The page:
Promoting tourism in Jamestown has a bigger impact than just bringing more visitors to the community, according to Searle Swedlund, executive director of Jamestown Tourism.
"What is good for tourism is good for the community," he said. "I think that as our organization has evolved, that thought has been at the forefront."
Jamestown Tourism provides the promotion and support to the individual attractions in the community to attract visitors to Jamestown. It is financed by portions of the taxes collected at restaurants and motels in Jamestown. That includes operating the Jamestown Events Calendar and other websites, managing social media efforts and working with the individual groups that operate tourist sites in Jamestown.
"We're here to support the people who do the work," he said, referring to organizations such as the National Buffalo Museum, Stutsman County Museum, Fort Seward and others.
Swedlund's position also involves shaping the way potential visitors and the local residents view our community, said Matt Woods, president of Jamestown Tourism.
"His job is bringing vision and action to how we do tourism in Jamestown," Woods said. "How we think about ourselves in Jamestown."
That job has evolved over the years, Swedlund said, and is about to undergo what could be its biggest change ever.
"The coronavirus," he said. "We are all wondering what is next.
"It could bring some tough times to tourism operations at least in the short term," Swedlund said. "No question that all our businesses will go through tough times until a new version of normal develops. Probably different travel plans, hard to know how it will pan out."
This year's tourism season includes big plans although what summer operations will actually look like is still unknown.
"The Frontier Village will be open for a year of evaluation," Swedlund said. "It will be a great opportunity to learn."
Jamestown Tourism will operate Frontier Village for the summer while further plans for the tourist attraction are developed.
Also in the plans for the summer of 2020 are a new escape room puzzle and citizenship display at the 1883 Stutsman County Courthouse, new displays at the National Buffalo Museum and a "Glamping" or camping experience at the Fort Seward Historic Site.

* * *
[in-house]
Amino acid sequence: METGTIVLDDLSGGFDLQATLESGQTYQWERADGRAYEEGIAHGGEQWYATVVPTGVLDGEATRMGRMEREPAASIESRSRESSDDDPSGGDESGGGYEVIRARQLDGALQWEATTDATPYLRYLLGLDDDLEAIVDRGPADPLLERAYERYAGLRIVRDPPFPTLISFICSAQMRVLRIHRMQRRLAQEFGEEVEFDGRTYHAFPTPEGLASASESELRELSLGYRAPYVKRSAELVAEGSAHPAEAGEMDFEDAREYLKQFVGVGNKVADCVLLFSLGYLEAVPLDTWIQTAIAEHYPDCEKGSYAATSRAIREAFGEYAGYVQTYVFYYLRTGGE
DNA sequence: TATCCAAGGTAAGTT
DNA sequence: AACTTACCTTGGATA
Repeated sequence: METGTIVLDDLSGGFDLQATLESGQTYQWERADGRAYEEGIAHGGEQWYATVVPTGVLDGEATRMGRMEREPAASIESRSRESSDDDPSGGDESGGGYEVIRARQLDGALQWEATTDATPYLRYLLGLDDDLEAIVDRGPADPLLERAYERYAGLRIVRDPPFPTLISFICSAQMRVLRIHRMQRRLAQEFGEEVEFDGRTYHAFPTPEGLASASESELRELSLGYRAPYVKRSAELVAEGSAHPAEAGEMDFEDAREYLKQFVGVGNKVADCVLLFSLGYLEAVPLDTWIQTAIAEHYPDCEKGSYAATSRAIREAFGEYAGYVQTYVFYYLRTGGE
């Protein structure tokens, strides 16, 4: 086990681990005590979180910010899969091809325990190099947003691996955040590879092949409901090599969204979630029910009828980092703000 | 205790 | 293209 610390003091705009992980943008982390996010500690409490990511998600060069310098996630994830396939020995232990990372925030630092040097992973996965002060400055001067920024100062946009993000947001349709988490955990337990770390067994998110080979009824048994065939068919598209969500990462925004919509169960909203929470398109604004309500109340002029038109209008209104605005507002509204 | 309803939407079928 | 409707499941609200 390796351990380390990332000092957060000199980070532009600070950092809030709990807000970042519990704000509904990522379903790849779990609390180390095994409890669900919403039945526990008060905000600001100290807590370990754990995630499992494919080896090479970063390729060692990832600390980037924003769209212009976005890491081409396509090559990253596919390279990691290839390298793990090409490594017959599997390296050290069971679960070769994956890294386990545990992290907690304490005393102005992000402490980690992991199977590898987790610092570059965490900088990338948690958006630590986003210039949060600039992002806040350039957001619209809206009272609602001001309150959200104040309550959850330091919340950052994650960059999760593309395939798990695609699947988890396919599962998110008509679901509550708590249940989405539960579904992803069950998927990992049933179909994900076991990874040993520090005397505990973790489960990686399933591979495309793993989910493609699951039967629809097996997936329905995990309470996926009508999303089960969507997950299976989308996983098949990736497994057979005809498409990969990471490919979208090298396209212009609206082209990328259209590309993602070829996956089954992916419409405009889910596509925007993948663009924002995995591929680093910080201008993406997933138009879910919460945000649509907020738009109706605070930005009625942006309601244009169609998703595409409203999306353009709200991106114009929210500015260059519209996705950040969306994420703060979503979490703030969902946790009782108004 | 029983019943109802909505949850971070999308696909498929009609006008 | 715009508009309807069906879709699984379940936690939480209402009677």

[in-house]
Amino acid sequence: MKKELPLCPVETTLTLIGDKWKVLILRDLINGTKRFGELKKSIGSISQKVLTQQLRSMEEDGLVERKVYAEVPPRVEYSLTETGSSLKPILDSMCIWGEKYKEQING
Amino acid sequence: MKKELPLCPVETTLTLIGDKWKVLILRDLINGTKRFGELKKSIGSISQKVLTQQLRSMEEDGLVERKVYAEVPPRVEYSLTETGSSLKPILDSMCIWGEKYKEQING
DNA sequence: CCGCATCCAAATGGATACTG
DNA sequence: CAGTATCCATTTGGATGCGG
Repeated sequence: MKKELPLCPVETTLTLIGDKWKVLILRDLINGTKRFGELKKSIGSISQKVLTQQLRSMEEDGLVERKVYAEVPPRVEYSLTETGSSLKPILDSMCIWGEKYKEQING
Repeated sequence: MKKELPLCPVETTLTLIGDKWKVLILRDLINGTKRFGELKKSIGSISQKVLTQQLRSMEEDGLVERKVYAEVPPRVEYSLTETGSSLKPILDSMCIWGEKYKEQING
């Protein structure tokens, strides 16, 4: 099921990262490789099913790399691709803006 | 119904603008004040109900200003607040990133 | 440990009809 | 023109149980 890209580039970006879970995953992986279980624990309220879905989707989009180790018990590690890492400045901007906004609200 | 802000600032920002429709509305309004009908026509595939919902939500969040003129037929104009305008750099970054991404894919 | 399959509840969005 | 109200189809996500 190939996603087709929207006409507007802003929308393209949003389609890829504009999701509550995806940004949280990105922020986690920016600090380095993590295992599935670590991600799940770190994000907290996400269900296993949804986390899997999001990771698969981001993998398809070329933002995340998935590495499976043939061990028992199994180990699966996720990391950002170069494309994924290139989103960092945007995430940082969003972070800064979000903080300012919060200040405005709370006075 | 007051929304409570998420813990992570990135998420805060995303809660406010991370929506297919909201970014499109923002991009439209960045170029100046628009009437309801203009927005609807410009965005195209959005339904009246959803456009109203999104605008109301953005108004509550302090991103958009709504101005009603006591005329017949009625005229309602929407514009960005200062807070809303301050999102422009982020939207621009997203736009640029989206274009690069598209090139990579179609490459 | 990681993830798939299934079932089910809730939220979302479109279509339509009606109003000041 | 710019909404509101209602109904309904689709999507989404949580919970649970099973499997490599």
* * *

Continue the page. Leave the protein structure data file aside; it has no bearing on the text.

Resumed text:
"He works hand in glove with the organizations that operate these attractions," Woods said, referring to Swedlund. "Helping those organizations adapt to changes in how people travel and what they want for experiences."
Along with tourist sites, Jamestown Tourism supports events that attract people to Jamestown including the James River Rodeo, events at the speedway and others.
"We support people who want to grow things they feel passionate about," Swedlund said. "When we build a better experience for our visitors, we attract more people to Jamestown."
That process also develops the things that are the best of Jamestown, Woods said. Swedlund is key to that.
"He does a great job of engaging all parts of the community," Woods said. "He builds on the idea of community and develops what we have."
Swedlund was recognized for his efforts in the promotion of the area with the Trailblazer Award for Tourism Innovation in 2019. The award was for the development of the Talking Trails project. The project consists of signs that are displayed around Jamestown with a phone number and access code so people could call and get more information about the site.
Swedlund credits the project with presenting the story of Jamestown in a cost-effective manner using modern technology. It is one of the projects Swedlund has developed over his time as director of Jamestown Tourism.
"I don't take credit for the things we accomplish," he said. "I love working with them (tourism sites in Jamestown) to grow the experience of visiting Jamestown."